Wednesday, June 03, 2009

Movie Review: Vampyr

Acclaimed Danish director Carl Theodore Dryer's first sound film is quite nearly a talking picture in name only. Filmed first with the intent of being a silent picture, the resounding popularity of talkies required that dialogue needed to be dubbed in during post-production. Recorded speech was used in the way that intertile cards were utilized in a silent picture, as merely to advance the action forward and to keep the audience from being confused. The European film industry which, never flush with money to begin with, found itself scrambling to manage to afford the extra equipment and special demands of sound to stay current with Hollywood. Most studios were only set up for production of silents and converting to sound often took years. Still, and in keeping with many early sound pictures, the addition of recorded speech appears cumbersome and stilted. Even in its time, audiences booed this glaring technical limitation.

A major reason for this amateurish effect was due to the fact that Dreyer deliberately kept the dialogue simplistic in order to film three separate sound versions in order to market each specifically for different countries. One was made in German, a second was made in French, and the last was made in English, though it must be noted that no print has ever been found of the English language edition. This complicated filmmaking considerably, as the primarily German cast had to learn their lines in three different languages and if one looks closely at the French language print, one can discern easily that certain actors and actresses spoke their lines phonetically and quite clumsily, at that. Today, however, an audience could well find the effect somehow in keeping with the film's strange pacing and horrific imagery. In the early days, vampire films were a novelty. They became a stock in trade decades later. Vampires were so lightly understood by audiences in the early thirties that Dreyer felt compelled to use the text of a book explaining the ways of the undead as an expository device.

As for the film itself, Vampyr meanders along for all of its relatively short seventy-three minutes with a kind convoluted dream logic that would not seem out of place in a David Lynch film fifty years later. Indeed, the whole film might best be viewed in the context of a dream: exposition barely present, events bleeding into others without much in the way of transition, odd happenings, bizarre imagery, puzzling words exchanged between characters, and then a conclusion at the weirdest of moments. Much of this eccentricity falls upon the shoulders of the taste of the buying public, Dreyer's German distributor, and on whims of the German censors. Dreyer, even in his day, was known as a talent with a unique artistic vision and was much respected among his peers, but regrettably his films seldom never made much at the box office. In the director's prior work, he was entrusted with a huge budget to film what many regard as his finest work, The Passion of Joan of Arc. Dreyer produced a typically visually gorgeous and inventive work that also quite predictably was not popular with audiences. Vampyr's first public showing in Germany was greeted with boos and uniformly derided in the film press, so a chastened Dreyer was forced to cut several sections that, had they remained, would have attempted to answer key questions that in the final cut remained shrouded in mystery.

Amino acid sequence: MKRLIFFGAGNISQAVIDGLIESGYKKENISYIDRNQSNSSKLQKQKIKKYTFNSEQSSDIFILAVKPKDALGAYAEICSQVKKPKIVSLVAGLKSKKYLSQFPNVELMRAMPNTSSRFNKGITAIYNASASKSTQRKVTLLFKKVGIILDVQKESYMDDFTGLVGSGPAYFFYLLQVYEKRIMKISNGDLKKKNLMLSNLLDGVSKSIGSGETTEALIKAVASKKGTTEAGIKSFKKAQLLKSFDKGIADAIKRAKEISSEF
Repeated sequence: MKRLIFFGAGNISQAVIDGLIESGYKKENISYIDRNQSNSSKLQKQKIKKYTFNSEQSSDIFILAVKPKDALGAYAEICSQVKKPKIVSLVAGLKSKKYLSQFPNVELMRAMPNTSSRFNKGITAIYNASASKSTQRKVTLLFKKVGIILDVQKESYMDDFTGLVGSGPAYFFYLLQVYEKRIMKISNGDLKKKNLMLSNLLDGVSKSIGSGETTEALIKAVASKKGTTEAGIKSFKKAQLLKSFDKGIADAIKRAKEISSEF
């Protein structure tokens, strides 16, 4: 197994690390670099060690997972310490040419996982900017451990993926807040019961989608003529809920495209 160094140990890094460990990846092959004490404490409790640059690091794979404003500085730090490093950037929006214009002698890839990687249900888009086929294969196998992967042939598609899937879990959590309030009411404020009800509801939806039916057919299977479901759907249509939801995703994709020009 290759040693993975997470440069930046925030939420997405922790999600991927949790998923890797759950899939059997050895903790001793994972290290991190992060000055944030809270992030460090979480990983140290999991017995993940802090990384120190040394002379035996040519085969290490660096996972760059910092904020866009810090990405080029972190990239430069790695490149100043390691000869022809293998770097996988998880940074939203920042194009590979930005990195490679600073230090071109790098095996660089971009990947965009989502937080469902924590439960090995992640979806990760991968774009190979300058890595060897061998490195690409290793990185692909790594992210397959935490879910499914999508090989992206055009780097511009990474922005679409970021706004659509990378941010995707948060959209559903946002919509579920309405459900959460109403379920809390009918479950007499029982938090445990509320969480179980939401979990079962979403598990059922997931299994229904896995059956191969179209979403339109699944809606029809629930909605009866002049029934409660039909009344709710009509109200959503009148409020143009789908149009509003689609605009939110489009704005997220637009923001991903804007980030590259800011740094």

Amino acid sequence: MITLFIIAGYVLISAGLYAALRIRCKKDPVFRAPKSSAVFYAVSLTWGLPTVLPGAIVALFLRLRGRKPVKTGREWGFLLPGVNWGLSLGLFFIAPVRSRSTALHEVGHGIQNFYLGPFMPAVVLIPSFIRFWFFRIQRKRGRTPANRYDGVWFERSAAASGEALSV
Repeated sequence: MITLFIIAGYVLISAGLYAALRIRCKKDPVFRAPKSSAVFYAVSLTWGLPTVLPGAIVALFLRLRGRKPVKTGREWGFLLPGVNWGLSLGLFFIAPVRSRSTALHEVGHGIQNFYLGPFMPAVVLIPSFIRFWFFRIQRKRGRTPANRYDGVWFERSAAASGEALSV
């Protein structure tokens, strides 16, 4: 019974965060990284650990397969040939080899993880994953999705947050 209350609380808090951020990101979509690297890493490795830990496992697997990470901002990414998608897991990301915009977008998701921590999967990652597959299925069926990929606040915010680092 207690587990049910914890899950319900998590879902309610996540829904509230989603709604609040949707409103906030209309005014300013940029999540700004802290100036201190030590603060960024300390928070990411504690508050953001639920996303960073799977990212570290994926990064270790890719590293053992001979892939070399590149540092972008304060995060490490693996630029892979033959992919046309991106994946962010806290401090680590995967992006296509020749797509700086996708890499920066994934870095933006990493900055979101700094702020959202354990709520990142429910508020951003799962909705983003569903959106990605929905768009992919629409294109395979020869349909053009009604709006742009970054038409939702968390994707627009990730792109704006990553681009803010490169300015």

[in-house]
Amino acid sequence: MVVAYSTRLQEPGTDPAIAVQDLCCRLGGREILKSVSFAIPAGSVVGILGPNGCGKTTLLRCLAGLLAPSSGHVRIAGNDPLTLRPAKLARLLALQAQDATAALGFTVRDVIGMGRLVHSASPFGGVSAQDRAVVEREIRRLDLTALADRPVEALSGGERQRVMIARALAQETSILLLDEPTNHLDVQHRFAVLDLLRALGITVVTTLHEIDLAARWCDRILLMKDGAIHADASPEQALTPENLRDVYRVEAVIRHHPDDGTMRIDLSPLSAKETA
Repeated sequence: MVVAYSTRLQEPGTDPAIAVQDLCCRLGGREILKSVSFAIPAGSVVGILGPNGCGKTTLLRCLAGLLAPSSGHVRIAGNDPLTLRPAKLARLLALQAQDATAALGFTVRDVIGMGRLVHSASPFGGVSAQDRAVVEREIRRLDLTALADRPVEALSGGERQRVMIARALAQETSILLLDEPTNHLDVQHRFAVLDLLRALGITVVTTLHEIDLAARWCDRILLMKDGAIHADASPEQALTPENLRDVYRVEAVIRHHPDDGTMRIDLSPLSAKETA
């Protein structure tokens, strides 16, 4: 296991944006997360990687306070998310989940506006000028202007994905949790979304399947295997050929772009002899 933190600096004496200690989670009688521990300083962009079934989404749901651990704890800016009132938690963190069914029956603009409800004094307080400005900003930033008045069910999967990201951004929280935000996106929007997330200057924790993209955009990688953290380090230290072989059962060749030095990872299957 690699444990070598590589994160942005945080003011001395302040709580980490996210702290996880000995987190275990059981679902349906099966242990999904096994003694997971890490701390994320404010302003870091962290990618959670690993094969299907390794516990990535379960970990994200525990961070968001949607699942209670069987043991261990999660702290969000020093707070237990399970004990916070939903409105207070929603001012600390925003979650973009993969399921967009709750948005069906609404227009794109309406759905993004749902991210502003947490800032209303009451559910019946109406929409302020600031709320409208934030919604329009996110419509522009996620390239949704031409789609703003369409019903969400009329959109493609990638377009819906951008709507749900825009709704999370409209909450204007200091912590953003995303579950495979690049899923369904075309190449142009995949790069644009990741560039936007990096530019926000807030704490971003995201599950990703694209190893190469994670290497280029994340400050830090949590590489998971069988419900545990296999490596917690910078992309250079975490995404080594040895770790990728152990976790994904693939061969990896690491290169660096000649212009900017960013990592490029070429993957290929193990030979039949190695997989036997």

Box office receipts and monetary concerns aside, what is interesting to complate in this film is that an already dynamic, inventive filmmaker like Dreyer incorporated so many influences into one work. Three years had separated the filming of The Passion of Joan of Arc from the beginning stages of Vampyr, and in the interim Dreyer had been living in Paris. At his own admission, the wealth of new experimental techniques and creative tactics as employed by the multitude of avante-garde directors also living in Paris at the time made quite an impression on Dreyer. Many underground styles were incorporated into in the shot construction, composition, and overall cinematography. Vampyr is indebted heavily to the German Expressionist school particularly as expressed by F.W. Murnau, most evidently in the usage of the subjective point of view camera, whereby the lens is focused on "seeing" through the eyes of the character himself or herself, rather than being an objective participant with no clear bias to one character or another. The film also uses tactics culled from the surrealists like Jean Epstein or Man Ray. Surrealism is employed particularly in a scene whereby the terrifying nightmare of the main character is presented at face value without the audience being informed of it.